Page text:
Graduate Community of Scholars (GCOS)

Welcome to the Graduate Community of Scholars!

The Graduate Community of Scholars (GCOS) at Binghamton University offers resources to help you thrive in your personal life and gain a competitive edge in your professional life - whether you're starting your master's degree or completing your doctoral degree.

We are a learning community that welcomes all graduate students, at all levels, in all disciplines.

Each semester, GCOS hosts a series of workshops designed to develop the graduate community as scholars, teachers, professionals and members of the Binghamton University community. These workshops join with various campus organizations, departments, centers or units to tailor the information to the interests and needs of graduate life. These workshops follow the Binghamton University PREP Model, which resolves around four themes and competencies that are vital for every graduate student: planning, resilience, engagement and professionalism.

Planning: Learn skills that emphasize proper planning throughout your graduate career, such as resume- and grant-writing, thinking like a professional and creating a syllabus.

Resilience: Learn strategies to ensure and thrive through writing planning for dissertations and theses and managing mental health as a graduate student.

Engagement: Learn strategies for effective communication, networking, and active involvement in the workplace, classroom and community.

Professionalism: Learn and maintain the highest professional standards in teaching, research and publishing.

These workshops are free and open to all graduate students in all disciplines.

If you are interested in more information or if you have a request for a particular workshop topic, please email Ellen Tilden at gcos@binghamton.edu.

Below is our FALL 2021 workshop schedule: 

Getting Ready for Fall - Part I: Set Your Writing Project Goals
Friday, September 10, Noon - 1:00 p.m.
Online (via Zoom)
Robert Danberg, Coordinator of Campus-Wide Writing Support, The Writing Initiative

Register here.

In Part One of this two-part series of guided workshops, you’ll do a step-by-step review of your current writing and research project. You’ll review the current status of the project and begin the process of breaking the project down into tasks and actions. Then, you’ll review those tasks and actions so that you can identify your priorities and goals for your work this semester.  We will also discuss how to sustain yourself (maintain energy, maintain motivation, face setbacks) over the course of a long project.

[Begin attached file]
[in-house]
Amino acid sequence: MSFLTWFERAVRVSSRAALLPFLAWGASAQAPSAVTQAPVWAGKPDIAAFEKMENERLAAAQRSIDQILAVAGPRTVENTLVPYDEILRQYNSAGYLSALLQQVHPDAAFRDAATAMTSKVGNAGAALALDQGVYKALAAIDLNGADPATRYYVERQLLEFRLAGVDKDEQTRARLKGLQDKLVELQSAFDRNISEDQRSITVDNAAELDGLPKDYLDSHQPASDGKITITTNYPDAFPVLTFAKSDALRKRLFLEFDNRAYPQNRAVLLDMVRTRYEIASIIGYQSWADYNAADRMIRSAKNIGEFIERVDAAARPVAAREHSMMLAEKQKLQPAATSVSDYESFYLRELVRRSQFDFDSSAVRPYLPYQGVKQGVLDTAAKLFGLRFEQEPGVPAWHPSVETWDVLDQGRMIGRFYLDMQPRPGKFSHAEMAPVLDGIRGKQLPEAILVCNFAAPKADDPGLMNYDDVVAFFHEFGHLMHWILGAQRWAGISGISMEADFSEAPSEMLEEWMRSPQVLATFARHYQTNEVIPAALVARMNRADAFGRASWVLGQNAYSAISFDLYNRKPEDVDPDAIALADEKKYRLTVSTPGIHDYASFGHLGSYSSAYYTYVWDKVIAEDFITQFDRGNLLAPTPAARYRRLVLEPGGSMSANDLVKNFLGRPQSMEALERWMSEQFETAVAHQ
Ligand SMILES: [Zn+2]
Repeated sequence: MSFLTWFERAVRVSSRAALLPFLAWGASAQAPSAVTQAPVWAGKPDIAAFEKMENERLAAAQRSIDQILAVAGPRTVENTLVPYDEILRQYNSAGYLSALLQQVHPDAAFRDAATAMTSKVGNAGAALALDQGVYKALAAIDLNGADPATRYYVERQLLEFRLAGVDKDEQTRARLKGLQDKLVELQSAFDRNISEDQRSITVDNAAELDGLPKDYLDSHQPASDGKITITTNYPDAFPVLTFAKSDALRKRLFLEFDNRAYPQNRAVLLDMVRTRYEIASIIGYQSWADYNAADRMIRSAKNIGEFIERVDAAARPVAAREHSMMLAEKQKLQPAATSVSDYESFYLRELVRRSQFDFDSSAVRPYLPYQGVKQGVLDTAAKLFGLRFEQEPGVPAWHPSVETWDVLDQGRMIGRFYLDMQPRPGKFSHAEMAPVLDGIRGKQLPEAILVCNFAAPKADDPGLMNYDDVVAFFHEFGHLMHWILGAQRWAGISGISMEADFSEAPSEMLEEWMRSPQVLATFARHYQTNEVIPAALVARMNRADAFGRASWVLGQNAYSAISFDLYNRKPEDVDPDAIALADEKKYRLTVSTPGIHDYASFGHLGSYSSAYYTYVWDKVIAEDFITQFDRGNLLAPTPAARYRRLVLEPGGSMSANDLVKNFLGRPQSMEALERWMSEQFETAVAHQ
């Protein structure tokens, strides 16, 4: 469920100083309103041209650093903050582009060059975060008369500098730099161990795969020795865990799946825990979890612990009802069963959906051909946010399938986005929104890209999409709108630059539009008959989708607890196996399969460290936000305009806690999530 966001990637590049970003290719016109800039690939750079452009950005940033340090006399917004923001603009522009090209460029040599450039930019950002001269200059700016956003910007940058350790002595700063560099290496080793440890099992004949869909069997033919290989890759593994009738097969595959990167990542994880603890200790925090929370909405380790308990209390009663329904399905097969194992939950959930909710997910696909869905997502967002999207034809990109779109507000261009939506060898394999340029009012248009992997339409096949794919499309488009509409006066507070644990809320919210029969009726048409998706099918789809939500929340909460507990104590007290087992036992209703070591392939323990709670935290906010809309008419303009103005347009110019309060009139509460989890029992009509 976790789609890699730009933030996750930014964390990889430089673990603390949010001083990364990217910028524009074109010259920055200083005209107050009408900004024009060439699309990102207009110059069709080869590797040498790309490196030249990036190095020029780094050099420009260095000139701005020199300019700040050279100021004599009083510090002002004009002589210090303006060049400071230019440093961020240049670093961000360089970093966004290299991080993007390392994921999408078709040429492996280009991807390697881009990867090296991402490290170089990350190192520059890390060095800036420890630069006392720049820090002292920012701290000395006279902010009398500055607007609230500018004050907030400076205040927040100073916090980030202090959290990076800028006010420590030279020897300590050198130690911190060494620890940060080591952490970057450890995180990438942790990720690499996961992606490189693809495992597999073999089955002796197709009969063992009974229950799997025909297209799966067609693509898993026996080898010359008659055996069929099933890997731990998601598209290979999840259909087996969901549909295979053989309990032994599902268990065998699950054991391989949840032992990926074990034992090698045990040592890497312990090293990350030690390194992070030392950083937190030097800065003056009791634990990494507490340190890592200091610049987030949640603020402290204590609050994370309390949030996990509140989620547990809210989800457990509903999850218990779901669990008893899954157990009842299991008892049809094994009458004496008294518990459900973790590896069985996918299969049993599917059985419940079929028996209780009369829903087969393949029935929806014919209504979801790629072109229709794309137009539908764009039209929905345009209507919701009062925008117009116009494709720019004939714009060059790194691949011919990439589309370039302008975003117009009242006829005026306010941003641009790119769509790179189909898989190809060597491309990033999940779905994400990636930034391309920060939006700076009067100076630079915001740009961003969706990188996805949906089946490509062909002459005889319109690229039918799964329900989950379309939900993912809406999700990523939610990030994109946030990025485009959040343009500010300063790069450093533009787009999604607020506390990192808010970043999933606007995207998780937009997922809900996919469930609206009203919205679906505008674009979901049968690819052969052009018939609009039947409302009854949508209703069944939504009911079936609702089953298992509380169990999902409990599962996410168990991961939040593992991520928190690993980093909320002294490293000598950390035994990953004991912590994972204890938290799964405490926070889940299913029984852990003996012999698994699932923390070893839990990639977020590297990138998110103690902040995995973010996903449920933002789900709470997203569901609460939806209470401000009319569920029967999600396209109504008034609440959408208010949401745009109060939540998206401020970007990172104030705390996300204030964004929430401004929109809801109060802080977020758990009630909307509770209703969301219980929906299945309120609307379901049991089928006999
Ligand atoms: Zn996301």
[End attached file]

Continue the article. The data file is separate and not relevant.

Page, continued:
Getting Ready for Fall - Part II: Map Your Goals to Time
Friday, September 17, Noon - 1:00 p.m.
Online (via Zoom)
Robert Danberg, Coordinator of Campus-Wide Writing Support, The Writing Initiative

Register here.

In Part Two of this two-part series of guided workshops, you’ll explore how you can map your priorities and goals to the time available.  We will do a step-by-step review of your time commitments so that you can identify the best times for you to write. We will discuss how to organize your writing sessions so that you can use your time well and discuss strategies that help writers maintain motivation and maintain a sense of control over the process, such as routine reflection.  We’ll continue a discussion of how to prioritize sustaining yourself even when you feel as though you have no time.

Teaching Assistant (TA) Training Workshop
Friday, October 1, Noon - 2:00 p.m.
Online (via Zoom)
Andrea MacArgel & Cherie Vanputten, Center for Learning and Teaching (CLT)

Join us to learn more about improving your teaching skills, overcoming common classroom issues, and developing active learning strategies for your students.

Registration is now closed.

Defining Your Teaching Philosophy
Friday, October 8, Noon - 1:00 p.m.
Online (via Zoom)
Robert Danberg, Coordinator of Campus-Wide Writing Support, The Writing Initiative

Register here.

When graduate students face the prospect of writing the Teaching Philosophy Statement, they often realize that they’ve never quite worked out their philosophy of teaching.

In this workshop, we’ll look at questions to ask yourself about how you approach teaching and how you understand the goals of teaching in your discipline. We’ll explore some resources about teaching that can help you clarify your thinking. This is a workshop for graduate students at any stage in their program or teaching career. 

Writing Your Teaching Philosophy Statement
Friday, November 12, Noon - 1:00 p.m.
Online (via Zoom)
Robert Danberg, Coordinator of Campus-Wide Writing Support, The Writing Initiative

Register here.

In this workshop, we’ll look at some common approaches to teaching philosophy statements that can be helpful across disciplines. We’ll discuss models for the final product, and focus on how to explain and portray your philosophy in compelling ways.